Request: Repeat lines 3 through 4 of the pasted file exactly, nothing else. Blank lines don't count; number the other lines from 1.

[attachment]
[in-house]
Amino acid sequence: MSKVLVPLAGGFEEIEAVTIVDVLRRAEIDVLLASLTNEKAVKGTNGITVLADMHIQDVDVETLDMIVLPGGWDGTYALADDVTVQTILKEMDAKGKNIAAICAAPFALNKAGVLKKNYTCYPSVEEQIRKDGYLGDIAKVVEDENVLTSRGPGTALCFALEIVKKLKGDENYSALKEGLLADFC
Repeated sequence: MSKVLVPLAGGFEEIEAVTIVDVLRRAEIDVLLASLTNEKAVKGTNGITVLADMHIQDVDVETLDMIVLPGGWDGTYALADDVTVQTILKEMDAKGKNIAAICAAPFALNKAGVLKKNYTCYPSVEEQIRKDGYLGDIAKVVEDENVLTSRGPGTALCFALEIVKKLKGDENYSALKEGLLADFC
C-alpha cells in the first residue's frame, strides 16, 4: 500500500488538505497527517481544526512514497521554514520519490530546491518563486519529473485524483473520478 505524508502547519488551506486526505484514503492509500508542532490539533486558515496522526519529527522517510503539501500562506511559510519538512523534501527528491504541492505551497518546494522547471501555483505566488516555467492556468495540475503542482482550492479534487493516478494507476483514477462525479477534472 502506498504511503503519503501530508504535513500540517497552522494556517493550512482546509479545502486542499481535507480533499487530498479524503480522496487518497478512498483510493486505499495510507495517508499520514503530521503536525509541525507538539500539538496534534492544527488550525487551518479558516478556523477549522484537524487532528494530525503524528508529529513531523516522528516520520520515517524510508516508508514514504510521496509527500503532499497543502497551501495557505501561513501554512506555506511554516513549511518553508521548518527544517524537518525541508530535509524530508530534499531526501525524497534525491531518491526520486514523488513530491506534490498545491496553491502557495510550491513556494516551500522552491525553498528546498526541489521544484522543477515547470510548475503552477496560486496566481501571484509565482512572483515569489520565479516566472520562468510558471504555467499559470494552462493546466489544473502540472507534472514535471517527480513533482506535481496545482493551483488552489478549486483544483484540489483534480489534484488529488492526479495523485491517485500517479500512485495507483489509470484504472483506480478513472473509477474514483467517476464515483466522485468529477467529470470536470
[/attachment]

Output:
Repeated sequence: MSKVLVPLAGGFEEIEAVTIVDVLRRAEIDVLLASLTNEKAVKGTNGITVLADMHIQDVDVETLDMIVLPGGWDGTYALADDVTVQTILKEMDAKGKNIAAICAAPFALNKAGVLKKNYTCYPSVEEQIRKDGYLGDIAKVVEDENVLTSRGPGTALCFALEIVKKLKGDENYSALKEGLLADFC
C-alpha cells in the first residue's frame, strides 16, 4: 500500500488538505497527517481544526512514497521554514520519490530546491518563486519529473485524483473520478 505524508502547519488551506486526505484514503492509500508542532490539533486558515496522526519529527522517510503539501500562506511559510519538512523534501527528491504541492505551497518546494522547471501555483505566488516555467492556468495540475503542482482550492479534487493516478494507476483514477462525479477534472 502506498504511503503519503501530508504535513500540517497552522494556517493550512482546509479545502486542499481535507480533499487530498479524503480522496487518497478512498483510493486505499495510507495517508499520514503530521503536525509541525507538539500539538496534534492544527488550525487551518479558516478556523477549522484537524487532528494530525503524528508529529513531523516522528516520520520515517524510508516508508514514504510521496509527500503532499497543502497551501495557505501561513501554512506555506511554516513549511518553508521548518527544517524537518525541508530535509524530508530534499531526501525524497534525491531518491526520486514523488513530491506534490498545491496553491502557495510550491513556494516551500522552491525553498528546498526541489521544484522543477515547470510548475503552477496560486496566481501571484509565482512572483515569489520565479516566472520562468510558471504555467499559470494552462493546466489544473502540472507534472514535471517527480513533482506535481496545482493551483488552489478549486483544483484540489483534480489534484488529488492526479495523485491517485500517479500512485495507483489509470484504472483506480478513472473509477474514483467517476464515483466522485468529477467529470470536470